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Food Labels: What do They Mean by 'Low Fat'?

Jun 17, 2010

Everyone has heard the old adage, "if it's too good to be true it probably is," yet Americans don't seem to remember this principle when it comes to low-fat labels. Instead, people think they can eat the food they love, without having to worry about the consequences if they chose the low-fat label. This is quite opposite of the reality of low-fat labels. If you are considering the "low-fat" label, there are a few things you should know:

Three Grams of Fat or Less

The FDA allows food manufactures to advertise themselves with a "low-fat" label if their product contains three grams of fat or less per serving. This is the only piece of information that the low-fat label can tell you. It doesn't tell you what is in the product, how it is made or any other nutritional content such as sodium and cholesterol. Also, the serving size of the low-fat snack is important. Consumers are often confused about serving size. If one cookie has three grams of fat and you eat ten of them, your snack ceases to be low-fat.

Not Low-Calorie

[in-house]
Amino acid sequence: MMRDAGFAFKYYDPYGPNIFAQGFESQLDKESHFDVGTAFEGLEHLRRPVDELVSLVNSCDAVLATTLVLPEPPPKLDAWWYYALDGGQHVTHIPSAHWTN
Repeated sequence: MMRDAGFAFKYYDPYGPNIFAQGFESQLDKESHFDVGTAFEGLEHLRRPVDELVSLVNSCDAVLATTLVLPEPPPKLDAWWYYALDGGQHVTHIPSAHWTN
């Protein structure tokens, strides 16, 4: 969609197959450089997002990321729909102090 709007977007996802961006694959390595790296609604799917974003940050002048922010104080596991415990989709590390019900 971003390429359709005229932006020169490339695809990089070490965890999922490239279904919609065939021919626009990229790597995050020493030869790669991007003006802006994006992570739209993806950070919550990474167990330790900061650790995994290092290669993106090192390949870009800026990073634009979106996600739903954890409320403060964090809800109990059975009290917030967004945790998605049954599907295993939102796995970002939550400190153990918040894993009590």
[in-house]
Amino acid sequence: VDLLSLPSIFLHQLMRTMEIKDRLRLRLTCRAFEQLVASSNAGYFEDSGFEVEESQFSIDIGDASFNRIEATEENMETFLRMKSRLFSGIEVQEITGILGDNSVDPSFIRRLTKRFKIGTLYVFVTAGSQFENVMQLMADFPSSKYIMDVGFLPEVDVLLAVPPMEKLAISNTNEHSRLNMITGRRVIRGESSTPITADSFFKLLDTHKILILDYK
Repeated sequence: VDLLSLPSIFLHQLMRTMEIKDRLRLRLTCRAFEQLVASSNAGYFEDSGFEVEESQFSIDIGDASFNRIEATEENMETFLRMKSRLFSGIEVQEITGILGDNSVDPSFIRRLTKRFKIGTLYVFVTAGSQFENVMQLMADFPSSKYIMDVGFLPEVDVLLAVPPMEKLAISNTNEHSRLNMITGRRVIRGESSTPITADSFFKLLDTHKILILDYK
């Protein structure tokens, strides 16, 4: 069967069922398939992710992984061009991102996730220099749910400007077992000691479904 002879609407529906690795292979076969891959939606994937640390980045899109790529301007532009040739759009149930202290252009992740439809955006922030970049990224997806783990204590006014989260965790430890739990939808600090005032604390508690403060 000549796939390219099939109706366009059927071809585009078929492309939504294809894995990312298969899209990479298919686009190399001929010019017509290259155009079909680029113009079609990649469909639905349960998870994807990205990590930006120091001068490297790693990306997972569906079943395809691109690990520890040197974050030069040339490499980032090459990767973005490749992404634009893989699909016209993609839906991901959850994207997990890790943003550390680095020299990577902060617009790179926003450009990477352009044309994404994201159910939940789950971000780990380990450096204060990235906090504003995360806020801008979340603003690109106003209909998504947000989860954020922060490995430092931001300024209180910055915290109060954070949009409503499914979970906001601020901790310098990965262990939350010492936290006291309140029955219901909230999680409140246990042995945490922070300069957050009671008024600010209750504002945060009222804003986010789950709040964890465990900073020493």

Fat provides flavor in food. If you are buying a food that previously tasted good because of its fat content (like ice cream, for example), the fat has to be replaced with something else in order to be flavorful. This can mean added sugar, which also means added calories. Low fat items often contain more calories than their full-fat counterparts.

Not Healthy

A packaged snack food could be made entirely of sugar and salt and still advertise itself as "low-fat." As long as it contains the three grams of fat or less. Most processed foods provide little or no nutritional value. While the food might be "low-fat," it is not providing your body with any of the nutrients it needs.

Not More

Many low-fat foods have small serving sizes. While one cookie might be "low-fat," five low-fat cookies are not. Additionally, studies show that people are more conscientious about how much food they ingest when they are not eating the low-fat option. Conversely, when people eat something they believe to be low-fat, they give themselves permission to consume as much as they want. In this way, it becomes counter-productive to buy the low-fat label when you are eating more total fat and calories than you would by choosing the full-fat option.

If you want to have a low-fat snack, the National Institute of Health says it is better to focus on how much nutrition the snack is providing for the amount of calories and fat you are ingesting. It is better to choose a snack, like nuts, with a higher fat content and more nutrients, than it is to reach for the low fat cookies which might not have nutritional value and will leave you feeling hungry. You could also opt for a snack that is naturally low in fat (without undergoing a chemical process) like bananas, dried fruit, pretzels or graham crackers.

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